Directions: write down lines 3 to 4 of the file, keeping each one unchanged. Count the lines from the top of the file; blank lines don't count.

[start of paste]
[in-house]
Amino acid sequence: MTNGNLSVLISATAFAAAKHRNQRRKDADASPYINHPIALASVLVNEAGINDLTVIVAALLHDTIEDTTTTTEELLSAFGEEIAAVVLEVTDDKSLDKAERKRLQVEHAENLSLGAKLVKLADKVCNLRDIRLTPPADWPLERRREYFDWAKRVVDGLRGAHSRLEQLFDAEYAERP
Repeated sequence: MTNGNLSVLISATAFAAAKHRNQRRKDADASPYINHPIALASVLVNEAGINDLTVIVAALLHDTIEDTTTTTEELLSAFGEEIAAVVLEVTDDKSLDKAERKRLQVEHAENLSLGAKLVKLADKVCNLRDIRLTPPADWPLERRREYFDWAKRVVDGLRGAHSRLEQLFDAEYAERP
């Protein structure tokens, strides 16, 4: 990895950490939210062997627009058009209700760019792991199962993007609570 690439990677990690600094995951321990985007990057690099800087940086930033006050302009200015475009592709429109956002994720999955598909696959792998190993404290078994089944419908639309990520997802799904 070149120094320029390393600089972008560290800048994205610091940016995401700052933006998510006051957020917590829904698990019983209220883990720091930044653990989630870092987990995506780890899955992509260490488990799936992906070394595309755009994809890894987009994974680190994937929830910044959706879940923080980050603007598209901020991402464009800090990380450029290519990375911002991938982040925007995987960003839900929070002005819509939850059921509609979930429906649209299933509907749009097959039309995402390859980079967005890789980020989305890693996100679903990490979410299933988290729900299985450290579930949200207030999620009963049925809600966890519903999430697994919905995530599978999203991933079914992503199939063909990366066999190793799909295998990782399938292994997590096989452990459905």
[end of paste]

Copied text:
Repeated sequence: MTNGNLSVLISATAFAAAKHRNQRRKDADASPYINHPIALASVLVNEAGINDLTVIVAALLHDTIEDTTTTTEELLSAFGEEIAAVVLEVTDDKSLDKAERKRLQVEHAENLSLGAKLVKLADKVCNLRDIRLTPPADWPLERRREYFDWAKRVVDGLRGAHSRLEQLFDAEYAERP
């Protein structure tokens, strides 16, 4: 990895950490939210062997627009058009209700760019792991199962993007609570 690439990677990690600094995951321990985007990057690099800087940086930033006050302009200015475009592709429109956002994720999955598909696959792998190993404290078994089944419908639309990520997802799904 070149120094320029390393600089972008560290800048994205610091940016995401700052933006998510006051957020917590829904698990019983209220883990720091930044653990989630870092987990995506780890899955992509260490488990799936992906070394595309755009994809890894987009994974680190994937929830910044959706879940923080980050603007598209901020991402464009800090990380450029290519990375911002991938982040925007995987960003839900929070002005819509939850059921509609979930429906649209299933509907749009097959039309995402390859980079967005890789980020989305890693996100679903990490979410299933988290729900299985450290579930949200207030999620009963049925809600966890519903999430697994919905995530599978999203991933079914992503199939063909990366066999190793799909295998990782399938292994997590096989452990459905």